It seems impossible to imagine that when Oliver Queen shot his first arrow at a tennis ball back in 2012’s Arrow premiere, he was heading down a path that would eventually bring one of DC’s most defining, and complex, stories to the screen. Yet, eight seasons later, Stephen Amell’s Emerald Archer is leading the charge into a breathtaking five-hour television adaptation of Marv Wolfman and George Perez’s Multiverse-shattering Crisis on Infinite Earths.

The highly anticipated crossover, which kicks off on Sunday at 8 p.m. (7 p.m. CST) on The CW’s Supergirl, is the largest superhero crossover in the history of the network and of DCTV in general. Featuring characters from all six of The CW’s DC shows and appearances and cameos from a who’s who of past and present talent, it will redefine DC’s TV universe the same way it did its comic universe back in 1985.

“I don't think we ever really felt like the TV universe was too complex,” explains Consulting Producer Marc Guggenheim, the mastermind behind the crossover. “We've only got eight years of continuity and DC had fifty. But the way we all sort of looked at it was, it's an opportunity. If we want to fix something, it’s there. If we want to change something, it's there. If we want to set something up, it's there.”

While The CW’s “Crisis on Infinite Earths” crossover isn’t a direct retelling of the comic, fans will likely be surprised how much of the iconic storyline seems to have made it into the TV version, even if it isn’t always a direct translation.

“You'll see that there are elements from the comic that we're tipping our hats to,” Guggenheim continues. “Like the quantum towers (which show up in the Crisis premiere) are from the first couple of issues of the comic. We wanted to nod to those. The scene where Lois and Kal-El put Jonathan in the pod is a nod not just to the origin of Supergirl and Superman, but the moment in Crisis on Infinite Earths #1 where Alexander Luthor is placed in a pod and rocketed off to safety. And then there's a pretty big nod to the comics in the third hour.”

“Crisis on Infinite Earths” involves the casts of Arrow, The Flash, Supergirl, Batwoman, DC’s Legends of Tomorrow and, for the very first time, Black Lightning. While impressive, though, that’s arguably to be expected in a crossover using Crisis as its source material. What’s elevated “Crisis” well above past CW crossovers, and excited DC fans beyond the ones who watch the CW shows, are the guest appearances and cameos by actors and characters from other DCTV and movie projects. The crossover features plenty of them, including Brandon Routh’s return to the role of Superman, Tom Welling’s Smallville Clark Kent and Batman: The Animated Series’ Kevin Conroy as an aging Bruce Wayne, who has a surprisingly charged scene opposite Batwoman’s Kate Kane.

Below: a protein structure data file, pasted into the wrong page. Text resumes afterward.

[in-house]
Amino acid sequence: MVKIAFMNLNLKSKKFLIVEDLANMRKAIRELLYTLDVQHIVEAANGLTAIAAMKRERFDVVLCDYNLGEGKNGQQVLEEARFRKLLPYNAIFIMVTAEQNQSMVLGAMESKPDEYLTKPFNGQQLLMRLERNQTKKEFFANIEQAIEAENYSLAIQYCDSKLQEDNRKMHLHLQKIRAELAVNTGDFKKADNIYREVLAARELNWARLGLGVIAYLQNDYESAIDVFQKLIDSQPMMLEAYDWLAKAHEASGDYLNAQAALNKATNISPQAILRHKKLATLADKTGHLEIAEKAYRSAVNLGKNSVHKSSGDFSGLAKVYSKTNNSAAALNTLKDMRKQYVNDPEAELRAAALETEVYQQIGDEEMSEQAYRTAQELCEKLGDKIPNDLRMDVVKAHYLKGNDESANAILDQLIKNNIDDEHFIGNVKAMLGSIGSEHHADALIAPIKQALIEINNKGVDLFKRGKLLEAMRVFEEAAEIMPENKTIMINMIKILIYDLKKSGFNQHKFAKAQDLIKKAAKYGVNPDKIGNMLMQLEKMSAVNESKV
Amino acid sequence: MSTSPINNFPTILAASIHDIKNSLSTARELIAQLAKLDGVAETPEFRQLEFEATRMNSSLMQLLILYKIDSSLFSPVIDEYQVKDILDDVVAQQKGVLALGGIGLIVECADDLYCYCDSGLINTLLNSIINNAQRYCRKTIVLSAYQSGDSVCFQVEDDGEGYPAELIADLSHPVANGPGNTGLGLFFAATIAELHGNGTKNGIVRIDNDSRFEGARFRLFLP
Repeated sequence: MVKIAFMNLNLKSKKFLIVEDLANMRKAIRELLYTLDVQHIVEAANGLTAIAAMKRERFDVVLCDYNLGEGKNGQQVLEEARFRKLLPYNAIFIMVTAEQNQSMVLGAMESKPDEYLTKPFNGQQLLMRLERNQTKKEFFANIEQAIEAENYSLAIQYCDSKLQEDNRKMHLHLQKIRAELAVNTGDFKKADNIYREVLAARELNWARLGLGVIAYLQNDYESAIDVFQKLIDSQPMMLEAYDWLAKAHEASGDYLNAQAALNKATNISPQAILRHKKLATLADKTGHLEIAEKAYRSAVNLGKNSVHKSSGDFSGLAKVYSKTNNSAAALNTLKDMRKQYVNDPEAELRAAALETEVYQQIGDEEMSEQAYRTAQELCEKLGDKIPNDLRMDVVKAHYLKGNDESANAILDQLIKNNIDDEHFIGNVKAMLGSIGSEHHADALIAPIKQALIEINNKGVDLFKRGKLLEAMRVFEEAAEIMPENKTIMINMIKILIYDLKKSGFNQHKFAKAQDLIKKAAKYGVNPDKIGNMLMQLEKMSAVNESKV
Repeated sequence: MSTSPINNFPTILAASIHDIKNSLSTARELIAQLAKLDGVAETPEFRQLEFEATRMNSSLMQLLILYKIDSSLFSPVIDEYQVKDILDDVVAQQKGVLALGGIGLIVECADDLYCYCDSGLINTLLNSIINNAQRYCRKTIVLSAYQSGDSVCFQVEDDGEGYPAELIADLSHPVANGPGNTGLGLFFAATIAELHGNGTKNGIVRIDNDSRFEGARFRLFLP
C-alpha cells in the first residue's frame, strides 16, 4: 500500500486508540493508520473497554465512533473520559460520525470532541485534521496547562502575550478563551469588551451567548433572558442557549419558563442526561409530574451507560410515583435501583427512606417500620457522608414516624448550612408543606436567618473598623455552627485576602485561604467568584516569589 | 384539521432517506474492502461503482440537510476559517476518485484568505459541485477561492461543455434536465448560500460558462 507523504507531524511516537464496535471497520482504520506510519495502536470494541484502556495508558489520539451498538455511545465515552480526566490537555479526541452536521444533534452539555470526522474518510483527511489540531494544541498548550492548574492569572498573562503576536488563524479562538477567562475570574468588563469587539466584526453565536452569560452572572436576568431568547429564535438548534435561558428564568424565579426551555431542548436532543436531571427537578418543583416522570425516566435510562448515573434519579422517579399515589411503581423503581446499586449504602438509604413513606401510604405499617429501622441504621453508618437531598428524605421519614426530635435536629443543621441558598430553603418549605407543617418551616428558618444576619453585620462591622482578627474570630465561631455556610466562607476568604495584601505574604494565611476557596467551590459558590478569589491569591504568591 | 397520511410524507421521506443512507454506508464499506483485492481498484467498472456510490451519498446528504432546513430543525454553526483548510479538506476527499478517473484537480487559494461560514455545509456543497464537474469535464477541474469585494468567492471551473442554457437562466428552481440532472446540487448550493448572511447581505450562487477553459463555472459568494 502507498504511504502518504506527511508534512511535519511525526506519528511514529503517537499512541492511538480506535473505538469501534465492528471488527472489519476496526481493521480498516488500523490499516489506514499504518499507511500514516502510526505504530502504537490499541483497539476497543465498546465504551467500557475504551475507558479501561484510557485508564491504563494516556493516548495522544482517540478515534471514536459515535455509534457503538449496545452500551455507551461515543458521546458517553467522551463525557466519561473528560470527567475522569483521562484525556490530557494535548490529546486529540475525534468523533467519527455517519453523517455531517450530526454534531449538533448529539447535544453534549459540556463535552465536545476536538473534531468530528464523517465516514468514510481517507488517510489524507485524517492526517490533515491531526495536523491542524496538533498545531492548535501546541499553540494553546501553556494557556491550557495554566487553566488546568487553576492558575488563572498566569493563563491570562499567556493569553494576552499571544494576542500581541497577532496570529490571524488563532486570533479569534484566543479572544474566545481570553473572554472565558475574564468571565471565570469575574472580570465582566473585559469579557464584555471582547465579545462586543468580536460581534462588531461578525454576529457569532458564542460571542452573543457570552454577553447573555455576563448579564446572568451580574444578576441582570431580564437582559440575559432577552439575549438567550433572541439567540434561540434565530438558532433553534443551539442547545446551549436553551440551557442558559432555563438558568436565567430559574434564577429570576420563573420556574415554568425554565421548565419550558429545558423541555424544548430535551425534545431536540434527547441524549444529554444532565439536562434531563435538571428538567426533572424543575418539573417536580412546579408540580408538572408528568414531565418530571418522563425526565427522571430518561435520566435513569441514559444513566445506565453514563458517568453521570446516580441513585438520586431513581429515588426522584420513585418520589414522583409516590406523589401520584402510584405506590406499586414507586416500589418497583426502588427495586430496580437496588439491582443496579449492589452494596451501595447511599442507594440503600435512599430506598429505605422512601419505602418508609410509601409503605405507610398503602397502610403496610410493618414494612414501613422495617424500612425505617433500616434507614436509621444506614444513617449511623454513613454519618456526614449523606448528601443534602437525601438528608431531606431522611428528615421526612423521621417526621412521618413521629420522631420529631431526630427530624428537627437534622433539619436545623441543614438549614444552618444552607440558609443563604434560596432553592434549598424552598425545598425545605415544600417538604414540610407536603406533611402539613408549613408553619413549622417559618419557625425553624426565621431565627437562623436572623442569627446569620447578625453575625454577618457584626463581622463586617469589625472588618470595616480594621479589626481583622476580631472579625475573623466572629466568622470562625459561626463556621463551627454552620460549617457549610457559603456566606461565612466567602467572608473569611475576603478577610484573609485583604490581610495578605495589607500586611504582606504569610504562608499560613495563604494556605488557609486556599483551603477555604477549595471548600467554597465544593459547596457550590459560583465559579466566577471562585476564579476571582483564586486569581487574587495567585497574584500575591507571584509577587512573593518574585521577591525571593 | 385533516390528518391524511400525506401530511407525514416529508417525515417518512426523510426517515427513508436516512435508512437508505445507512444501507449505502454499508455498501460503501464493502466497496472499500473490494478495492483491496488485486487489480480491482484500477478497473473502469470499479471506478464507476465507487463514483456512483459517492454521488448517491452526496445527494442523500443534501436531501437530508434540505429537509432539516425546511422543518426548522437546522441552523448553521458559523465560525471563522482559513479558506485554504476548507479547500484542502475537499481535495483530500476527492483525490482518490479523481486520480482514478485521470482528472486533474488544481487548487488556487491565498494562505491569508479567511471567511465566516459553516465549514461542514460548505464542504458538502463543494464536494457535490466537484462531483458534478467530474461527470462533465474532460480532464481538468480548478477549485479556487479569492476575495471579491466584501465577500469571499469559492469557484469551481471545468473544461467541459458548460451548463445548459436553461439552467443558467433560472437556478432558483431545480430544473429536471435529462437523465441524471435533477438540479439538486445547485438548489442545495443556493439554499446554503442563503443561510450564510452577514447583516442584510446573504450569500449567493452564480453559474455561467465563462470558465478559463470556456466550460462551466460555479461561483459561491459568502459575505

“Kate getting to meet Bruce Wayne or a version of Bruce Wayne is something obviously we've dreamed about doing, and so to be able to find a way to do it felt like such a treat,” reveals Batwoman showrunner, Caroline Dries. “She’s coming face to face with this guy who's already been there, done that, and she's just starting off. It felt really poignant for this chapter in her life to come up against him.”

Adds DC’s Legends of Tomorrow co-showrunner Keto Shimizu, “I’m just one of Kevin Conroy’s biggest fans. He's my favorite Batman and I've been obsessed with Batman my whole life. So, just hearing that voice and seeing him get to play it, it's really amazing to watch.”